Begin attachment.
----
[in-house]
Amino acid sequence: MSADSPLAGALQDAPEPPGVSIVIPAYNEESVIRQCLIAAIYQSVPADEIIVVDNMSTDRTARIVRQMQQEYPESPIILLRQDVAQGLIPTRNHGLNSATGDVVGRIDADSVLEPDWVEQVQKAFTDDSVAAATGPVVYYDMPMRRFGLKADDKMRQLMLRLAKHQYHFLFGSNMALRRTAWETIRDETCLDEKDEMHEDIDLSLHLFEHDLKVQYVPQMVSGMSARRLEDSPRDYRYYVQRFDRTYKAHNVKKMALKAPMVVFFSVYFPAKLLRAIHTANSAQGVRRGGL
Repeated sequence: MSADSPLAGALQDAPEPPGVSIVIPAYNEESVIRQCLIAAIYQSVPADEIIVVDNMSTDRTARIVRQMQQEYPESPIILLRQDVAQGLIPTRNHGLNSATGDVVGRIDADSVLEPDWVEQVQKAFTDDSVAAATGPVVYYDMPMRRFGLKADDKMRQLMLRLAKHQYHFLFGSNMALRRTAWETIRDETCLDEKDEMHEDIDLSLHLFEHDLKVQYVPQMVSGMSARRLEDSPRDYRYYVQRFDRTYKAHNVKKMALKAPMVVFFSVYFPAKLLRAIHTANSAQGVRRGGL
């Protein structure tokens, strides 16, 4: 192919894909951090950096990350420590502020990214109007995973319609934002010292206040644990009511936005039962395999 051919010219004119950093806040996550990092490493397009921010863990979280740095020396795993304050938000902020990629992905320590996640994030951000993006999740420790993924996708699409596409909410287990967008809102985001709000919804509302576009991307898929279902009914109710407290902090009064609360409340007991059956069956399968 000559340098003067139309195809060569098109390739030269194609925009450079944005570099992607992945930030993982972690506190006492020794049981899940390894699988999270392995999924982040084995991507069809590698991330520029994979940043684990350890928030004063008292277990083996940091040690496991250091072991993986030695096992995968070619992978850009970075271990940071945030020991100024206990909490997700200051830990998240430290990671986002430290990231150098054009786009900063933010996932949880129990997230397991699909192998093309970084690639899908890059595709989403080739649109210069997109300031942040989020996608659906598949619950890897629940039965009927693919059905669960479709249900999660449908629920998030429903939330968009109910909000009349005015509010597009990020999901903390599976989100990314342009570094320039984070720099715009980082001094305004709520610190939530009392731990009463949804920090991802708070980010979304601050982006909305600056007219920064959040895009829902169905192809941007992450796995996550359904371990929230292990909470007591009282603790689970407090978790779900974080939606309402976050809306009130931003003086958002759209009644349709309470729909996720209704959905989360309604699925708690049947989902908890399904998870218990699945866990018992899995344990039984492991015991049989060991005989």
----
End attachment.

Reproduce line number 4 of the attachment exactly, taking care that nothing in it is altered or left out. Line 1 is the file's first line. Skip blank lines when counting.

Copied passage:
């Protein structure tokens, strides 16, 4: 192919894909951090950096990350420590502020990214109007995973319609934002010292206040644990009511936005039962395999 051919010219004119950093806040996550990092490493397009921010863990979280740095020396795993304050938000902020990629992905320590996640994030951000993006999740420790993924996708699409596409909410287990967008809102985001709000919804509302576009991307898929279902009914109710407290902090009064609360409340007991059956069956399968 000559340098003067139309195809060569098109390739030269194609925009450079944005570099992607992945930030993982972690506190006492020794049981899940390894699988999270392995999924982040084995991507069809590698991330520029994979940043684990350890928030004063008292277990083996940091040690496991250091072991993986030695096992995968070619992978850009970075271990940071945030020991100024206990909490997700200051830990998240430290990671986002430290990231150098054009786009900063933010996932949880129990997230397991699909192998093309970084690639899908890059595709989403080739649109210069997109300031942040989020996608659906598949619950890897629940039965009927693919059905669960479709249900999660449908629920998030429903939330968009109910909000009349005015509010597009990020999901903390599976989100990314342009570094320039984070720099715009980082001094305004709520610190939530009392731990009463949804920090991802708070980010979304601050982006909305600056007219920064959040895009829902169905192809941007992450796995996550359904371990929230292990909470007591009282603790689970407090978790779900974080939606309402976050809306009130931003003086958002759209009644349709309470729909996720209704959905989360309604699925708690049947989902908890399904998870218990699945866990018992899995344990039984492991015991049989060991005989």